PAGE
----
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Dance jobs: meet Anna Trevien, Benesh choreologist at the Royal Ballet

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Hannah Keegan
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Work/Life is Stylist’s regular column about the professional routines of successful women. Here, choreologist Anna Trevien takes us through her one-day diary, from morning latte to lights-out.

Anna Trevien, 40, is senior Benesh choreologist at the Royal Ballet and head of Benesh at the Royal Academy of Dance. She lives in London with her husband and daughter.

MY ALARM GOES OFF…

When my toddler wakes me at 7am. The first thing I do is hug her, then I’ll get out of bed and make breakfast: porridge or cereal. I try to keep mornings as precious family time so avoid using my phone. For work, I’ll wear something comfortable I can practise in such as jeans and a T-shirt. My commute is when the calls and emails begin – I mostly manage my work for the Royal Academy of Dance during this time. 

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I’M RESPONSIBLE FOR…

Writing new ballets using Benesh movement notation [a form of dance shorthand] and staging the current repertoire for the Royal Ballet. I’m also head of Benesh at the Royal Academy of Dance, where I’m in charge of the training centre, choreologists and research.

I GOT THE JOB…

After studying dance then Benesh notation. My mother was a ballet teacher and I loved everything about the show preparation: the costumes, rehearsals and designs. I was introduced to Benesh at ballet summer school when I was 11. After my dance training, I studied at the Benesh Institute and was lucky enough to get a job in Germany after graduating. Three years later, I joined the Royal Ballet.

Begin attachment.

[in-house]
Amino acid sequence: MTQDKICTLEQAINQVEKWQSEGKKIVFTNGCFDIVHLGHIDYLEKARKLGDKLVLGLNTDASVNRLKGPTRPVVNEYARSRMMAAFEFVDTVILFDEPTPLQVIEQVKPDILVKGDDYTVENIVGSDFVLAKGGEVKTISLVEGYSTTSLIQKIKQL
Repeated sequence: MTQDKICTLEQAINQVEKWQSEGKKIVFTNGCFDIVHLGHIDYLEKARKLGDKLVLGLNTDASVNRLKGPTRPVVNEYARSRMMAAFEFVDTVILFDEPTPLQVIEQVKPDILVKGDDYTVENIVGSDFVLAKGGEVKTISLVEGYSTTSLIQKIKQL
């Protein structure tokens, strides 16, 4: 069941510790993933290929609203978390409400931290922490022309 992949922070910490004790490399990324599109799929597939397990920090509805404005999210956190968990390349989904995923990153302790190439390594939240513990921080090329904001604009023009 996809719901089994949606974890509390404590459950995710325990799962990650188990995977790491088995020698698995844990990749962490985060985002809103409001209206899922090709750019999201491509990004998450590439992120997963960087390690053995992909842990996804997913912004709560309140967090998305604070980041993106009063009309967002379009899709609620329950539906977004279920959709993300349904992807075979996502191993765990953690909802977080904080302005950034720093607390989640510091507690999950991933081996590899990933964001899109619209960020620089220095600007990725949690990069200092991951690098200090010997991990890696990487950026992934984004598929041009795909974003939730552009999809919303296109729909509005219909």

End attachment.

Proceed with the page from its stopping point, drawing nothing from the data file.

Anna uses Benesh notation, a form of shorthand for recording dance moves.

MY TYPICAL DAY…

Depends on where we are in the production of a ballet. In creation time I assist the choreographer, noting down every move quietly in the corner. When it comes to staging I kick into action, teaching the dancers their steps and where they should be on stage. Then I’ll pass this on to the ballet master, who sprinkles the gold dust on top.

Currently, I’m working across three projects: teaching the ballet Coppélia, writing Cathy Marston’s new ballet The Cellist – it takes around 12-16 hours of work for one minute of choreography – and keeping a close eye on Enigma Variations by Frederick Ashton, which is currently on stage. If any changes are made, I record them in the score. We’re working with living art, so it’s not fixed. 

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Lunch is a hard one. I try to get something warm from the canteen before rehearsals start at 12pm, otherwise it ends up being late in the afternoon. Afterwards, I might do some archiving. We have a very beautiful library of scores, mostly handwritten, and it’s important to make sure they’re catalogued correctly. I finish around 6.30pm.

MY MOST MEMORABLE WORK MOMENT…

Was working on Symphony In C a few years ago. There was an Icelandic ash cloud and the ballet stager couldn’t fly in from America. I ended up having to teach the whole ballet in three days. 

THE WORST PART OF MY JOB…

Is working to so many different schedules. It makes it hard to plan.

Anna's always been fascinated by the preparation of shows.

THE BEST PART OF MY JOB…

Is the variety. I go from working in the studio with an incredible team to having very quiet moments where I’m just an observer. 

AFTER WORK…

I might stay to see a show. If not, I’ll do some work on the way home; I get some funny looks if I practise moves on the Tube. My husband or I will cook: he makes great Thai food, I do French or Mediterranean. I relax by watching Netflix, then when everyone is asleep I go back to answering emails or practising moves. I’m in bed by 11.30pm. 

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My Plan B: garden designer

This might be because I’m in the middle of designing my own garden, but it really interests me. There’s a whole other layer of how the environment interacts with the design that influences how you plan – which, I suppose, has a lot to do with my current job. I love to be outside, too. 

Photography: Holly McGlynn

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Hannah Keegan

Hannah Keegan is the features writer at Stylist magazine.

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